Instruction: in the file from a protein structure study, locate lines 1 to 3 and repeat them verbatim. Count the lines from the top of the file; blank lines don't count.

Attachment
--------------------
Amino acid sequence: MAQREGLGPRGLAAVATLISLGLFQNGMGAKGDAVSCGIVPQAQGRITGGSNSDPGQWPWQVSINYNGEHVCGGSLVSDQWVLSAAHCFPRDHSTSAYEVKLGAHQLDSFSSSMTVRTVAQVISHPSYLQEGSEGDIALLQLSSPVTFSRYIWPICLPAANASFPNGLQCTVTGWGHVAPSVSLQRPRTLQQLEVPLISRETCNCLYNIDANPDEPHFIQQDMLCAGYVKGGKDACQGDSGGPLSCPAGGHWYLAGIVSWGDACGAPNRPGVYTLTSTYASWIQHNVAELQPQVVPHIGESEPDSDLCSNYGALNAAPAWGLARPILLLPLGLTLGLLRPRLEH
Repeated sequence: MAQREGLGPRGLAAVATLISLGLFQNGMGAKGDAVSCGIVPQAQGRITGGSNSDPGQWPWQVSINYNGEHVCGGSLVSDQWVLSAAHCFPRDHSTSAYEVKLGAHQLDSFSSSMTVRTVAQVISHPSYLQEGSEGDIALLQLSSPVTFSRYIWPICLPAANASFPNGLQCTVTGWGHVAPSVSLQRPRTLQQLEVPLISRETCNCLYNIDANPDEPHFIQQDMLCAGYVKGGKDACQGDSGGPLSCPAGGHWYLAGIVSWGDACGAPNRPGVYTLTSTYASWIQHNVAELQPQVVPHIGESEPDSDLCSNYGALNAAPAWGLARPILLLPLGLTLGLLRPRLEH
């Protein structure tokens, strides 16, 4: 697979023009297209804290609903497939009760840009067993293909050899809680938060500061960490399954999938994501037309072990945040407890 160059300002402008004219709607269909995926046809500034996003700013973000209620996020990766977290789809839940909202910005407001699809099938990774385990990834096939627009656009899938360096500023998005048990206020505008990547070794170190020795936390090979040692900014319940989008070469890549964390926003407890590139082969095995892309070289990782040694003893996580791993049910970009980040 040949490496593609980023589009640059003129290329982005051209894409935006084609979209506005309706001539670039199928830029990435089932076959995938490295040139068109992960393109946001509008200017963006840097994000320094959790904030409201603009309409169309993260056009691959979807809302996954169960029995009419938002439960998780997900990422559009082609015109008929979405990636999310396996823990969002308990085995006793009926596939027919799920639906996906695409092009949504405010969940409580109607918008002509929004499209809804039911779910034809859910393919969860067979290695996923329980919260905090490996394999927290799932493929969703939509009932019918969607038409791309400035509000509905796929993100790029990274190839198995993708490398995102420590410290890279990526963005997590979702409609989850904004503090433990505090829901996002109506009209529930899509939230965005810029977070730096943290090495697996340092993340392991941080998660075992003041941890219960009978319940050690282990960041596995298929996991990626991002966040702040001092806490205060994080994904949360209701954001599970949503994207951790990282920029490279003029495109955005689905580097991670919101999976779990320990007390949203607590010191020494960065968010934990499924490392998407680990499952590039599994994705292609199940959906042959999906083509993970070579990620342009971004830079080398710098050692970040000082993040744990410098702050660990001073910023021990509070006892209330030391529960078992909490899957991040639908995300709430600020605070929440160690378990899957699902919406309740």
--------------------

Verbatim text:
Amino acid sequence: MAQREGLGPRGLAAVATLISLGLFQNGMGAKGDAVSCGIVPQAQGRITGGSNSDPGQWPWQVSINYNGEHVCGGSLVSDQWVLSAAHCFPRDHSTSAYEVKLGAHQLDSFSSSMTVRTVAQVISHPSYLQEGSEGDIALLQLSSPVTFSRYIWPICLPAANASFPNGLQCTVTGWGHVAPSVSLQRPRTLQQLEVPLISRETCNCLYNIDANPDEPHFIQQDMLCAGYVKGGKDACQGDSGGPLSCPAGGHWYLAGIVSWGDACGAPNRPGVYTLTSTYASWIQHNVAELQPQVVPHIGESEPDSDLCSNYGALNAAPAWGLARPILLLPLGLTLGLLRPRLEH
Repeated sequence: MAQREGLGPRGLAAVATLISLGLFQNGMGAKGDAVSCGIVPQAQGRITGGSNSDPGQWPWQVSINYNGEHVCGGSLVSDQWVLSAAHCFPRDHSTSAYEVKLGAHQLDSFSSSMTVRTVAQVISHPSYLQEGSEGDIALLQLSSPVTFSRYIWPICLPAANASFPNGLQCTVTGWGHVAPSVSLQRPRTLQQLEVPLISRETCNCLYNIDANPDEPHFIQQDMLCAGYVKGGKDACQGDSGGPLSCPAGGHWYLAGIVSWGDACGAPNRPGVYTLTSTYASWIQHNVAELQPQVVPHIGESEPDSDLCSNYGALNAAPAWGLARPILLLPLGLTLGLLRPRLEH
């Protein structure tokens, strides 16, 4: 697979023009297209804290609903497939009760840009067993293909050899809680938060500061960490399954999938994501037309072990945040407890 160059300002402008004219709607269909995926046809500034996003700013973000209620996020990766977290789809839940909202910005407001699809099938990774385990990834096939627009656009899938360096500023998005048990206020505008990547070794170190020795936390090979040692900014319940989008070469890549964390926003407890590139082969095995892309070289990782040694003893996580791993049910970009980040 040949490496593609980023589009640059003129290329982005051209894409935006084609979209506005309706001539670039199928830029990435089932076959995938490295040139068109992960393109946001509008200017963006840097994000320094959790904030409201603009309409169309993260056009691959979807809302996954169960029995009419938002439960998780997900990422559009082609015109008929979405990636999310396996823990969002308990085995006793009926596939027919799920639906996906695409092009949504405010969940409580109607918008002509929004499209809804039911779910034809859910393919969860067979290695996923329980919260905090490996394999927290799932493929969703939509009932019918969607038409791309400035509000509905796929993100790029990274190839198995993708490398995102420590410290890279990526963005997590979702409609989850904004503090433990505090829901996002109506009209529930899509939230965005810029977070730096943290090495697996340092993340392991941080998660075992003041941890219960009978319940050690282990960041596995298929996991990626991002966040702040001092806490205060994080994904949360209701954001599970949503994207951790990282920029490279003029495109955005689905580097991670919101999976779990320990007390949203607590010191020494960065968010934990499924490392998407680990499952590039599994994705292609199940959906042959999906083509993970070579990620342009971004830079080398710098050692970040000082993040744990410098702050660990001073910023021990509070006892209330030391529960078992909490899957991040639908995300709430600020605070929440160690378990899957699902919406309740």